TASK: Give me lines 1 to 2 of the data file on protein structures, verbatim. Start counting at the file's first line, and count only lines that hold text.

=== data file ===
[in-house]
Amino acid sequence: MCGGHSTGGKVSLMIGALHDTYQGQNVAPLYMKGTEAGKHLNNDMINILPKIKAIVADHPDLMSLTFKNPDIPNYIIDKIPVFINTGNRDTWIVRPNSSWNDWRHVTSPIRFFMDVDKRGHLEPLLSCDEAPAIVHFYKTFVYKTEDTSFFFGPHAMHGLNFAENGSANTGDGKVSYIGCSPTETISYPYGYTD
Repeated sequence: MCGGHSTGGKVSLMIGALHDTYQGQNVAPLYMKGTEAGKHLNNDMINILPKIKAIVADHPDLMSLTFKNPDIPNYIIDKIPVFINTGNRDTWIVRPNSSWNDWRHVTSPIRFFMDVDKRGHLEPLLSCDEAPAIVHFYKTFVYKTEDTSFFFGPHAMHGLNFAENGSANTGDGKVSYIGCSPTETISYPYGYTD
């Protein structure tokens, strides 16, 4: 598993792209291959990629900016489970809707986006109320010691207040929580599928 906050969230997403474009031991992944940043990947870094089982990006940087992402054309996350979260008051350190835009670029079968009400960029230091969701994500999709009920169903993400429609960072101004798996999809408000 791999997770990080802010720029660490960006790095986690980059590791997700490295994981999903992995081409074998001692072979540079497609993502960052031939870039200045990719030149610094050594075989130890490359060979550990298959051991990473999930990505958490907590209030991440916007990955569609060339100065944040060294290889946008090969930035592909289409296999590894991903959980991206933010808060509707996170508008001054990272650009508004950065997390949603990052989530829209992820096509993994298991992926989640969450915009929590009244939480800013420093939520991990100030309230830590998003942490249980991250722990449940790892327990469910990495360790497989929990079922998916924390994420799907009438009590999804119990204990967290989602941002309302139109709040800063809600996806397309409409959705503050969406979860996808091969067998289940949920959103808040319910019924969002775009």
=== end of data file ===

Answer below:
[in-house]
Amino acid sequence: MCGGHSTGGKVSLMIGALHDTYQGQNVAPLYMKGTEAGKHLNNDMINILPKIKAIVADHPDLMSLTFKNPDIPNYIIDKIPVFINTGNRDTWIVRPNSSWNDWRHVTSPIRFFMDVDKRGHLEPLLSCDEAPAIVHFYKTFVYKTEDTSFFFGPHAMHGLNFAENGSANTGDGKVSYIGCSPTETISYPYGYTD